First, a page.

Some of the factors to consider in choosing your structure include:
- taxation requirements and liabilities
- legal liability
- management requirements
Your structure should accommodate the potential for changing circumstances with minimal disruption, provide adequate asset protection, opportunities for legitimate tax reduction and efficient distribution of profits.
This is the simplest structure and common for small start-up businesses. As a sole trader, you must report the business income you earn and related deductions on your personal tax return, along with any other income you earn. You pay the same tax as any other individual and you are responsible for your own super arrangements.
- Simple set up and operation
- Control of your assets
- Fewer reporting requirements
- Any losses incurred by your business activities, may be offset against other income earned
- Relatively easy to change your legal structure if the business grows
- Unlimited liability which means all your personal assets are at risk if things go wrong.
- Little opportunity for tax planning – you can’t split business profits or losses made with family members and you are personally liable to pay tax on all the income derived
- Your access to finances is usually limited to your own resources
A partnership involves two or more people (but no more than 20, with some exceptions) going into businesses together in order to make a profit. Although your business does not pay tax, you need to lodge an annual partnership income tax return on behalf of the business to show the total income earned and deductions claimed by the business. The tax return also shows each partner’s share of net partnership income. Partners are not employees. You are responsible for your own super arrangements.
- Simple and inexpensive to set up
- Minimal reporting requirements
- Shared management/staffing responsibilities
- More opportunities for tax planning than that of a sole trader.
- A partner’s share of the business’s tax losses may be offset against other personal income, subject to certain conditions
- Combined skills, experience and knowledge can provide a better product/service
- Access to capital
- Potential for disputes
- Joint and several liability of partners. This means that each partner is fully responsible for debts and liabilities incurred by other partners
- Changes of ownership can be difficult
The business is a distinct legal entity that is regulated by the Australian Securities & Investments Commission. A company is a more complex business structure. Usually, the set-up and administrative costs for a company are higher than for other business structures.
In its separate legal capacity it can hold assets in its own name, conduct a business in its own right and it can sue and be sued. Generally, the owner’s assets cannot be accessed to pay for any company debts or liabilities.
Shareholders own the company while directors run the company. Company directors can also be shareholders and employees.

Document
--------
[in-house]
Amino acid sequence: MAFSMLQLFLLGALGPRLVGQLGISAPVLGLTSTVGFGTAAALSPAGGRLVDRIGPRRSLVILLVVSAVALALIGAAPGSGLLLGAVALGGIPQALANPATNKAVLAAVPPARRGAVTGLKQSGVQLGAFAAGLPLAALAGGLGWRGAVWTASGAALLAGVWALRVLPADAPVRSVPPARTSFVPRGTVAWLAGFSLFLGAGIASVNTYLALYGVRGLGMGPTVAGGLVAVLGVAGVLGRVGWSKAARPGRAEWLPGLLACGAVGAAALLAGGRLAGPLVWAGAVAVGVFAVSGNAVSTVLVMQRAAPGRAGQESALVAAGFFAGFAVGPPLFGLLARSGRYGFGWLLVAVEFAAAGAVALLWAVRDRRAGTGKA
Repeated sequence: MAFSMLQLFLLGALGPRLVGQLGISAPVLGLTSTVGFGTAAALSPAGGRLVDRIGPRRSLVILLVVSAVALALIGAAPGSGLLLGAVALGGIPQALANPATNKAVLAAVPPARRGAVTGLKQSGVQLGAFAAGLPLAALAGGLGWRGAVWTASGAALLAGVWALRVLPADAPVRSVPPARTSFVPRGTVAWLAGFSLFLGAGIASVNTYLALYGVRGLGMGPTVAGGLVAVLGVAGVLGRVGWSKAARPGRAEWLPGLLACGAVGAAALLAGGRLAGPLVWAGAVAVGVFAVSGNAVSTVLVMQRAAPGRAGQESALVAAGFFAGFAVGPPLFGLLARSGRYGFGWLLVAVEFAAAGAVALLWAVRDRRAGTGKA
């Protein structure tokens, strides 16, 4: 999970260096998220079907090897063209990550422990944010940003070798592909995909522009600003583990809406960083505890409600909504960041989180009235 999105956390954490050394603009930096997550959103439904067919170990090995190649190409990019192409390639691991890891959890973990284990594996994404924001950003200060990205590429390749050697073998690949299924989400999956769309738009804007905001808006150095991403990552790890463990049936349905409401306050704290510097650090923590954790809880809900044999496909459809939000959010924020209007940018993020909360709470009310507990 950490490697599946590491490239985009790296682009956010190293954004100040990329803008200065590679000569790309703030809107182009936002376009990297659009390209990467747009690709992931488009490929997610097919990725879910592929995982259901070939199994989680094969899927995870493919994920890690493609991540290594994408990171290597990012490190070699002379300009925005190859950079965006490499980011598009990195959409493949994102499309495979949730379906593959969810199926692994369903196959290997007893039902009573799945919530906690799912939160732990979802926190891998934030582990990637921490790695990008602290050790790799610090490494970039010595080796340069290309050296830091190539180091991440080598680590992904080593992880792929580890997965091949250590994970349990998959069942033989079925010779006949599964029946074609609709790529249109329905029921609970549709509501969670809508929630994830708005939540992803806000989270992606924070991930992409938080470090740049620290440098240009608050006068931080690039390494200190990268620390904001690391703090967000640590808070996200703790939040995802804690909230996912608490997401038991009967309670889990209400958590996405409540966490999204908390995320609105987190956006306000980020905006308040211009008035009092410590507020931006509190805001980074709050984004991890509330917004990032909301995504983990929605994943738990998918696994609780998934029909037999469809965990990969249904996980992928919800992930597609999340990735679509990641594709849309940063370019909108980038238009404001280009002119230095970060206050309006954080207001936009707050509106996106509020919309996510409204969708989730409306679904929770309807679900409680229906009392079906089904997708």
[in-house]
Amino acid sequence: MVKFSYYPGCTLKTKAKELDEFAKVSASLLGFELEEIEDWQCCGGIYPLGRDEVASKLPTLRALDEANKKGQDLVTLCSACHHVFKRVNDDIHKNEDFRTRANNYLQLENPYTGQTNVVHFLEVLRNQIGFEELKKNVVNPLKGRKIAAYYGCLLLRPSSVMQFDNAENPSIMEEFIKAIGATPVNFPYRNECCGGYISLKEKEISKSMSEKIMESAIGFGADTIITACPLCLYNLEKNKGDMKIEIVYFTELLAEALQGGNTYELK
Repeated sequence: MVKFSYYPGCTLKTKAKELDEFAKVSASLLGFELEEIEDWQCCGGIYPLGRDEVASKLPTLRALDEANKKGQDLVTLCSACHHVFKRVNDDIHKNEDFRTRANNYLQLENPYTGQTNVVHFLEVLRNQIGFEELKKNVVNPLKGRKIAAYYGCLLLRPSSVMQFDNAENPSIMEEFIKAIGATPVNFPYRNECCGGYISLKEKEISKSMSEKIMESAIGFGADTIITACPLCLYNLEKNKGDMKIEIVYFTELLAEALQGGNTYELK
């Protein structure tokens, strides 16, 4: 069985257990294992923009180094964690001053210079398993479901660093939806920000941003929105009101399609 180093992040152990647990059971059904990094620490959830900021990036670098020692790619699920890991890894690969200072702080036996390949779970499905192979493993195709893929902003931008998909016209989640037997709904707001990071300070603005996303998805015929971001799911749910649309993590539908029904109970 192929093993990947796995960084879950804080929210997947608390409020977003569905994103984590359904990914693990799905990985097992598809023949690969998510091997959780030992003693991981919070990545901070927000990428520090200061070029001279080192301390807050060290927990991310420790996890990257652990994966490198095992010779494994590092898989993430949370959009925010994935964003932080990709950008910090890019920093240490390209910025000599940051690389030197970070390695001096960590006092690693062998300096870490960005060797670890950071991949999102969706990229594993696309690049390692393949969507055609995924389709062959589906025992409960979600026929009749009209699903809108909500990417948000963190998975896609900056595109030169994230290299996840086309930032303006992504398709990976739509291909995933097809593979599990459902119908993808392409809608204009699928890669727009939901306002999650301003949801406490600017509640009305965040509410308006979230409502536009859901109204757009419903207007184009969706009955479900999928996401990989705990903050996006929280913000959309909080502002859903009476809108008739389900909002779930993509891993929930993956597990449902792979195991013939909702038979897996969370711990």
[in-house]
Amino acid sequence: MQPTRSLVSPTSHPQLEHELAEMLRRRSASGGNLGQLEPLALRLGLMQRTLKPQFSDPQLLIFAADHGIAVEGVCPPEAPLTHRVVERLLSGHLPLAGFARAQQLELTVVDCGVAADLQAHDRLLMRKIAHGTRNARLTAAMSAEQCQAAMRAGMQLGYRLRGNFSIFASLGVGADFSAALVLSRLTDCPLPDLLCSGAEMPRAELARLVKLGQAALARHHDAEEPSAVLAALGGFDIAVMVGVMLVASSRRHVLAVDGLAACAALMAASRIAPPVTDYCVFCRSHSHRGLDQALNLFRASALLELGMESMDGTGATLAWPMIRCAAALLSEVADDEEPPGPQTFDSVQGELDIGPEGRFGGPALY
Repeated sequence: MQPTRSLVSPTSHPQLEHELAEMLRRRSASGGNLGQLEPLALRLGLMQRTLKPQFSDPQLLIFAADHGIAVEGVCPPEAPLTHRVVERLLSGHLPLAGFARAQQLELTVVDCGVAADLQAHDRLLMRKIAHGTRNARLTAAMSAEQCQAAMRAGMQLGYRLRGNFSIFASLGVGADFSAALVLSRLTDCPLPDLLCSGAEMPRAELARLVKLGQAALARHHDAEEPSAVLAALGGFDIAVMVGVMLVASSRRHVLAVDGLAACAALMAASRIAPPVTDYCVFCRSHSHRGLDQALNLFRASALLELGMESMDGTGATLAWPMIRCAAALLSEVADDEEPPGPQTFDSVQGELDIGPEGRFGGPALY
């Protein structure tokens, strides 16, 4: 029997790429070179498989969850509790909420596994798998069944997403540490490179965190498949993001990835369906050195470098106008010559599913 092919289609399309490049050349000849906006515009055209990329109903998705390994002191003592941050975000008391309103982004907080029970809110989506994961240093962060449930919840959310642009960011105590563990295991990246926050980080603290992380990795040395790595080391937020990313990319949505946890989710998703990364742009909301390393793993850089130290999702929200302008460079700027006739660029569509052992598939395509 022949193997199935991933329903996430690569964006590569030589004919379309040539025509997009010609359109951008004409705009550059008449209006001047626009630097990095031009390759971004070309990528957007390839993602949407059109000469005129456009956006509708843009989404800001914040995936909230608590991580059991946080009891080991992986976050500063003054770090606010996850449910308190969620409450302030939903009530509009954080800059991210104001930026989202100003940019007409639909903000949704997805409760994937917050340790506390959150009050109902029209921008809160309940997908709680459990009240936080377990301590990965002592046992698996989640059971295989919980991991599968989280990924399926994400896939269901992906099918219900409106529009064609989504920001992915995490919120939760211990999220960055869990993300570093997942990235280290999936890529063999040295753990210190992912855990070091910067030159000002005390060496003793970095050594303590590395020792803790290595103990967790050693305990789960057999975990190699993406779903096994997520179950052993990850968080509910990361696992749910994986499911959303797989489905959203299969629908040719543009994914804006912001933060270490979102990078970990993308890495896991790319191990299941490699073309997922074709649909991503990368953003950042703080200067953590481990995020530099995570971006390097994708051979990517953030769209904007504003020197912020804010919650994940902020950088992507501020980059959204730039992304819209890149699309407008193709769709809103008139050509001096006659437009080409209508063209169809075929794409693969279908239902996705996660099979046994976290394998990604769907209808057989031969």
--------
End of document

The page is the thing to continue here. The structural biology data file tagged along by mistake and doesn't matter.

The tax requirements for a company are quite different to the other business structures. It has its own tax income liability which is totally separate to individual income tax. A company pays income tax at a flat rate of 30% on taxable income.
Your company must make super contributions for any eligible workers it employs, including you as a company director.
- Limited liability for shareholders
- Company structure is commercially well understood and accepted
- Ability to raise significant capital
- Profits can be reinvested in the company or paid out to the shareholders as dividends
- Easy to sell and pass on ownership
- Company can carry forward losses indefinitely to offset against future profits
- Shareholders have little say in the running of the business
- Complex reporting requirements
- Company can’t distribute losses to its shareholders
A trust is a structure where a trustee (as an individual or company) carries out the business on behalf of the members (beneficiaries) of the trust. A trust is set up through a trust deed – which governs the rules of the trust. A trust can be fixed – where the rules for dealing with trust property and distributions must be followed as set out in the trust deed; or discretionary, where the trustee as the discretion in how to deal with trust property and distributions. The trust will have to lodge an annual tax return showing its distribution to the members. In limited circumstances the trustee may have to pay tax on income where it is not distributed to any beneficiary.
- Reduced liability – especially if corporate trustee
- Asset protection
- Flexibility of asset and income distribution
- Difficult to dissolve, dismantle, or make changes once established particularly where children are involved
- Cannot distribute losses
The information contained in this blog is general information and not intended to be specific advice. Information may not meet or be relevant to your specific circumstances. For further information or help please call Award Accounting on (02) 9541 2944.
DISCLAIMER: All information provided in this article is of a general nature only and is not personal financial, taxation or investment advice. It does not take into account your particular objectives and circumstances. No person should act on the basis of this information without first obtaining and following the advice of a suitably qualified professional advisor. To the fullest extent permitted by law, no person involved in producing, distributing or providing the information in this article (including Award Accounting for Business Success Pty Ltd, each of its directors and employees) will be liable in any way for any loss or damage suffered by any person through the use of or access to this information.